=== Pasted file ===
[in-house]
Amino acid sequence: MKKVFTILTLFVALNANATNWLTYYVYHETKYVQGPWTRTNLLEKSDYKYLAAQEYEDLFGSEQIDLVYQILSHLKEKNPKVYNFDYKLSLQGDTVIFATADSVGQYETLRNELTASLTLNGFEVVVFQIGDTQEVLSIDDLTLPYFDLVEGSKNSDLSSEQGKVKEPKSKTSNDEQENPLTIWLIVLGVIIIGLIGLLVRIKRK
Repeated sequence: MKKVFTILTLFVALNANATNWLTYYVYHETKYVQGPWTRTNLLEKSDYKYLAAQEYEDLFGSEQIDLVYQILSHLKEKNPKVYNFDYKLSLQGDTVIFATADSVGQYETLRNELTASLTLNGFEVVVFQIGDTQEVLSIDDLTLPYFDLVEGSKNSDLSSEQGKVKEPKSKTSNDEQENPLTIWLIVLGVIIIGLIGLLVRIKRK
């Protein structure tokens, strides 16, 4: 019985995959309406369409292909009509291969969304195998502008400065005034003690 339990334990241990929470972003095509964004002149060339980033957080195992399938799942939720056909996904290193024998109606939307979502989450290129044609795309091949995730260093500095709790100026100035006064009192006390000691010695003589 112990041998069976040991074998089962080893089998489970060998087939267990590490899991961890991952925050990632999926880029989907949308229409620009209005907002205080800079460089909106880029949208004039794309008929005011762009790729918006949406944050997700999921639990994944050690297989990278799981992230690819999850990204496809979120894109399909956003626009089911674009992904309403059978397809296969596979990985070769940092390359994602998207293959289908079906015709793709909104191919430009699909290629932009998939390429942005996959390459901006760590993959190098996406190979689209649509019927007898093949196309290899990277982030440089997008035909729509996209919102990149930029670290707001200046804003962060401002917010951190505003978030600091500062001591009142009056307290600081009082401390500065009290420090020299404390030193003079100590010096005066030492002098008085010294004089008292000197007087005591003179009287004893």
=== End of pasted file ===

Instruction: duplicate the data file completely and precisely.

[in-house]
Amino acid sequence: MKKVFTILTLFVALNANATNWLTYYVYHETKYVQGPWTRTNLLEKSDYKYLAAQEYEDLFGSEQIDLVYQILSHLKEKNPKVYNFDYKLSLQGDTVIFATADSVGQYETLRNELTASLTLNGFEVVVFQIGDTQEVLSIDDLTLPYFDLVEGSKNSDLSSEQGKVKEPKSKTSNDEQENPLTIWLIVLGVIIIGLIGLLVRIKRK
Repeated sequence: MKKVFTILTLFVALNANATNWLTYYVYHETKYVQGPWTRTNLLEKSDYKYLAAQEYEDLFGSEQIDLVYQILSHLKEKNPKVYNFDYKLSLQGDTVIFATADSVGQYETLRNELTASLTLNGFEVVVFQIGDTQEVLSIDDLTLPYFDLVEGSKNSDLSSEQGKVKEPKSKTSNDEQENPLTIWLIVLGVIIIGLIGLLVRIKRK
């Protein structure tokens, strides 16, 4: 019985995959309406369409292909009509291969969304195998502008400065005034003690 339990334990241990929470972003095509964004002149060339980033957080195992399938799942939720056909996904290193024998109606939307979502989450290129044609795309091949995730260093500095709790100026100035006064009192006390000691010695003589 112990041998069976040991074998089962080893089998489970060998087939267990590490899991961890991952925050990632999926880029989907949308229409620009209005907002205080800079460089909106880029949208004039794309008929005011762009790729918006949406944050997700999921639990994944050690297989990278799981992230690819999850990204496809979120894109399909956003626009089911674009992904309403059978397809296969596979990985070769940092390359994602998207293959289908079906015709793709909104191919430009699909290629932009998939390429942005996959390459901006760590993959190098996406190979689209649509019927007898093949196309290899990277982030440089997008035909729509996209919102990149930029670290707001200046804003962060401002917010951190505003978030600091500062001591009142009056307290600081009082401390500065009290420090020299404390030193003079100590010096005066030492002098008085010294004089008292000197007087005591003179009287004893």